5 Halloween clichés and how to avoid them

Finding a Halloween costume is always a tricky task. Do you play it safe and go as something everyone will recognise, and that ten other people have also dressed up as? Or should you go a bit more obscure and deal with people asking what you’re supposed to be all night?

  1. The Cat

As Halloween is getting closer, it’s easy to just throw on some cat ears, draw some eyeliner whiskers, wear an all-black outfit and say you’re done. Many girls, including myself, have done this on Halloween as a last-ditch attempt at a costume. When you consider that Amazon sells cat ears for less than £4, it’s tempting. But, do you really want to wear the same costume as half the other people at the party? No, you do not.

  1. White T-shirt covered in blood

This is usually worn by a guy who put on his usual clothes and then covered himself in fake blood five minutes before pres started. It’s almost guaranteed that his friends will do the same, and they will spend the night walking around like they just got into a fight with a gang of ketchup bottles. While this low effort costume may be tempting, just know now that no one will be able to tell any of you apart.

  1. Disney Princesses

Anything can happen in the LCR on Halloween and you might even meet your Prince (or Princess) Charming, but does that mean you have to wear a princess dress in order to find them? Absolutely not. Snow White and Cinderella are not exactly the scariest Disney characters so perhaps shake it up and go as a villain instead? Maleficent, Ursula, or the Queen of Hearts are some great candidates for this year’s Halloween costume. Remember, you don’t have to be a princess to be the belle of the Halloween ball.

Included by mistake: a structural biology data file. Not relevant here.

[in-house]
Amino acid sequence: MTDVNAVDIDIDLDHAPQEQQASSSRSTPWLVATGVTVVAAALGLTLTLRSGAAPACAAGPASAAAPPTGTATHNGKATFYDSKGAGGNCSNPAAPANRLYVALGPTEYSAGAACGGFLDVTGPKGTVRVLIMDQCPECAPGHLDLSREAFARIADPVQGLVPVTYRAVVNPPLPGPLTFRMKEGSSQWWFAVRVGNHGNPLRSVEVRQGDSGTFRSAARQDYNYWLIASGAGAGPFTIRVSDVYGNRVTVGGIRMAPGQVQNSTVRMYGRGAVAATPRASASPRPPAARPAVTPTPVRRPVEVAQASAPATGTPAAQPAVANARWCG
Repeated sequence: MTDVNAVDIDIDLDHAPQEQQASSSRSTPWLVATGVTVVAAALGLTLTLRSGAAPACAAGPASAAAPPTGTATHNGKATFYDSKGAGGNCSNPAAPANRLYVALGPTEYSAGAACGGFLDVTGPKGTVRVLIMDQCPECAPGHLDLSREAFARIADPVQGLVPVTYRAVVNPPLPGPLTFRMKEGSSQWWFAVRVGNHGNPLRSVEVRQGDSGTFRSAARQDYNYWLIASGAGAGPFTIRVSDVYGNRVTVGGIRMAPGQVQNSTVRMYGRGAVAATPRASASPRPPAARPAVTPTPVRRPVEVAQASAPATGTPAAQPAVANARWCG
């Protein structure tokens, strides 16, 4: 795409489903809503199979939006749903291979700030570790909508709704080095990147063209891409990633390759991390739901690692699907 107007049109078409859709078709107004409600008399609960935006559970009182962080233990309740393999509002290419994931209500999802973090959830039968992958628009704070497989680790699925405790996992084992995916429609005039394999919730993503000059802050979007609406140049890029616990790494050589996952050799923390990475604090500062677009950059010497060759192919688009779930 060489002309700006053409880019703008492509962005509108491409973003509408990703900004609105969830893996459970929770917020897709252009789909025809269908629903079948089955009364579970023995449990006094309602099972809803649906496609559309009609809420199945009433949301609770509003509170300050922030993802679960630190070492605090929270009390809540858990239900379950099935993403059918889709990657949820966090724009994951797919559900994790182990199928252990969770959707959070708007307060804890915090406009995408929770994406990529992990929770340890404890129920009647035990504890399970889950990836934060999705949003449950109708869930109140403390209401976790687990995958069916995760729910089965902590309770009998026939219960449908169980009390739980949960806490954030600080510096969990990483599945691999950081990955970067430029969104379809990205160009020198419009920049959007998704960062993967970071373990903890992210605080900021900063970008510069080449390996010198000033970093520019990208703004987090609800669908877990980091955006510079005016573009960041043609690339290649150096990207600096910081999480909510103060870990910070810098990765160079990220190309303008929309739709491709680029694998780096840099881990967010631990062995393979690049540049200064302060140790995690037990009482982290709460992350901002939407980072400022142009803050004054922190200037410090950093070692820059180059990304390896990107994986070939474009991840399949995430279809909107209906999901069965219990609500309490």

1. Superheroes

Superman, Spiderman, and Batman always make an appearance at least once at Halloween and you’ll see a couple of others from this year’s Hollywood superhero blockbusters. In 2016, we saw a wave of Harley Quinns appear, and this year there will probably be a high number of Marvel superheroes hitting the scene. But most of us have seen the movies, and could have stayed in on Halloween to rewatch them if we’d wanted to see those costumes again.

  1. Anything culturally appropriative or racist

Sticking feathers in your hair to look like a Native American, pulling on a flowery skirt to look like a Hula dancer, or dressing up like a sombrero-wearing Mexican may seem like a funny joke to some; but it’s important to remember that people’s cultures aren’t something to be worn one night and then tossed away the next. Wearing costumes that play on or laugh at stereotypes of a particular group of people is disrespectful and dehumanising. Throw the idea out of the window and spend your time on making something that will actually be enjoyable for everyone on Halloween.

So, what makes a good Halloween costume? Well, make sure it’s not something you’ve already seen ten times before; try and be as original as possible. Group costumes are always fun, but avoid ones that are going to make you and your mates look identical. Perhaps ask yourself, is the costume actually scary? If not, try to make it more scream-worthy. But above all else, your costume should be something that can be fun and enjoyable for everybody, not just a few.

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Eve Matthews